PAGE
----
St. Catherine of Genoa
Going to confession one day was the turning point of Catherine's life.
When Catherine was born, many Italian nobles were supporting Renaissance artists and writers. The needs of the poor and the sick were often overshadowed by a hunger for luxury and self-indulgence.
Catherine's parents were members of the nobility in Genoa. At 13 she attempted to become a nun but failed because of her age. At 16 she married Julian, a nobleman who turned out to be selfish and unfaithful. For a while she tried to numb her disappointment by a life of selfish pleasure.
One day in confession she had a new sense of her own sins and how much God loved her. She reformed her life and gave good example to Julian, who soon turned from his self-centered life of distraction.
Julian's spending, however, had ruined them financially. He and Catherine decided to live in the Pammatone, a large hospital in Genoa, and to dedicate themselves to works of charity there. After Julian's death in 1497, Catherine took over management of the hospital.
She wrote about purgatory which, she said, begins on earth for souls open to God. Life with God in heaven is a continuation and perfection of the life with God begun on earth.
Exhausted by her life of self-sacrifice, she died September 15, 1510, and was canonized in 1737.
Regular confessions and frequent Communion can help us see the direction (or drift) of our life with God. People who have a realistic sense of their own sinfulness and of the greatness of God are often the ones who are most ready to meet the needs of their neighbors. Catherine began her hospital work with enthusiasm and was faithful to it through difficult times because she was inspired by the love of God, a love which was renewed in her by the Scriptures and the sacraments.
Shortly before Catherine's death she told her goddaughter: "Tomasina! Jesus in your heart! Eternity in your mind! The will of God in all your actions! But above all, love, God's love, entire love!" (Marion A. Habig, O.F.M., The Franciscan Book of Saints, p. 212).
Saint of the Day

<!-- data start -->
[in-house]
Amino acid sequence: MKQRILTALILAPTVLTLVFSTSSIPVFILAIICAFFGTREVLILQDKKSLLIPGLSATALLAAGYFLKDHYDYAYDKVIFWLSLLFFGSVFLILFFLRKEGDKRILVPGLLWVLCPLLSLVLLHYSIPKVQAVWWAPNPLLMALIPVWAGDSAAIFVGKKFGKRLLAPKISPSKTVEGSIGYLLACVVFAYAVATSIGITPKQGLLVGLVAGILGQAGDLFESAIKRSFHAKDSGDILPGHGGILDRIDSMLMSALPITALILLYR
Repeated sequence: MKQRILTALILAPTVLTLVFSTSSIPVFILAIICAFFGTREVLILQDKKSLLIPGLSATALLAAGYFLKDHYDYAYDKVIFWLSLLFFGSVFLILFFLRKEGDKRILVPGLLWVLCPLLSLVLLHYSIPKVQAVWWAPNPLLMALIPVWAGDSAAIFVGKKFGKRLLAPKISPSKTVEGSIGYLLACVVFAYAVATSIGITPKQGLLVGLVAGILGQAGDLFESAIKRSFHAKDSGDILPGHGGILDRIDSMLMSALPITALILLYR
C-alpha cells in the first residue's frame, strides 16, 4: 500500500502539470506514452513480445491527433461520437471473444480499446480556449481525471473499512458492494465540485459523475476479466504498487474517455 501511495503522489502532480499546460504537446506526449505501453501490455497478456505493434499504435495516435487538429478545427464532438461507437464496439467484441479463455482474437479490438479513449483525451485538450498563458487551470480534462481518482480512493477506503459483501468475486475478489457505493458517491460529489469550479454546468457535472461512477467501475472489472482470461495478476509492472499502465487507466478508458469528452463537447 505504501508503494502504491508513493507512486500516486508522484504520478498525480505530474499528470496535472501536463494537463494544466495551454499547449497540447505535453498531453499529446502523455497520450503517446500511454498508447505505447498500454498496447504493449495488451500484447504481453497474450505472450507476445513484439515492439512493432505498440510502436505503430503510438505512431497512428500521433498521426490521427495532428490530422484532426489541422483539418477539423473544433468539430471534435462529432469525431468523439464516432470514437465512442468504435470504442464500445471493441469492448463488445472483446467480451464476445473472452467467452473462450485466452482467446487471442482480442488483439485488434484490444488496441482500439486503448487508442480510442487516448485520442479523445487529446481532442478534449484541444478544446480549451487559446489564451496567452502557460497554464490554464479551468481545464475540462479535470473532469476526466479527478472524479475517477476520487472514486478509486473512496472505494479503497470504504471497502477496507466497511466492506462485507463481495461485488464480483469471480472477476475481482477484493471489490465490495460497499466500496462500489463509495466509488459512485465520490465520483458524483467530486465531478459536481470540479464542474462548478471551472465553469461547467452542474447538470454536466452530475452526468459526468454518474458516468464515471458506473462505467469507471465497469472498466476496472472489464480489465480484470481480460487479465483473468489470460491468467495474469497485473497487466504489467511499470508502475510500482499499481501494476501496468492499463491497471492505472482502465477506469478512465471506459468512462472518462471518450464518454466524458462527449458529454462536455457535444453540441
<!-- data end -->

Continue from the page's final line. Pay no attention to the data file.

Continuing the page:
Lives, Lessons and Feast
By Leonard Foley, O.F.M.; revised by Pat McCloskey, O.F.M.
The more we call on God
Lord, may I never take the gift
In the presence of my loving Creator, I look honestly at my feelings over the last day, the highs, the lows and the level ground.
The Word of God
What feelings are rising in me as I pray and reflect on God's Word? I imagine Jesus himself sitting or standing near me and open my heart to him.
Glory be to the Father, and to the Son, and to the Holy Spirit, as it was in the beginning, is now and ever shall be, world without end.
Meditation: 2 Kings 5:1-15
3rd Week of Lent
I thought that he would surely come out and stand there to invoke the Lord his God. (2 Kings 5:11)
Poor Naaman! He has carefully planned his journey in search of healing, but he keeps having to adjust his expectations. Fortunately, God puts his agents in the right place at the right time to help Naaman accept these changes.
First is the slave girl who tells Naaman that there may be a cure for the leprosy he has assumed would always plague him. When the king of Israel expresses alarm at Naaman's request, Elisha hears about it and sends a messenger to invite Naaman to come discover that there is indeed a prophet in Israel. But Naaman has already played the scene of his cure in his imagination, and it doesn't include plunging into a dirty river. Offended by what Elisha tells him to do, Naaman is ready to go home without being healed. Again, his servants act as God's agents. They persuade him that he might as well give it a try. As a result, not only is Naaman healed; he comes to know the one true God.
Naaman shows us how we can start off in good faith but find ourselves limited or even led astray by our past experiences. Our notions of how things are or how they should be can blind us to what God wants to do for us now, in this new moment.
Fortunately, God has many agents who can help us correct our course. It may be a character from Scripture whose situation seems familiar. It may be a present-day hero of the faith whose triumph speaks to our lives. It may be a wise friend who prays with us at just the right time or a spiritual director who listens to us and asks questions that help us get unstuck. It may even happen in a "chance" encounter, a "God-incidence."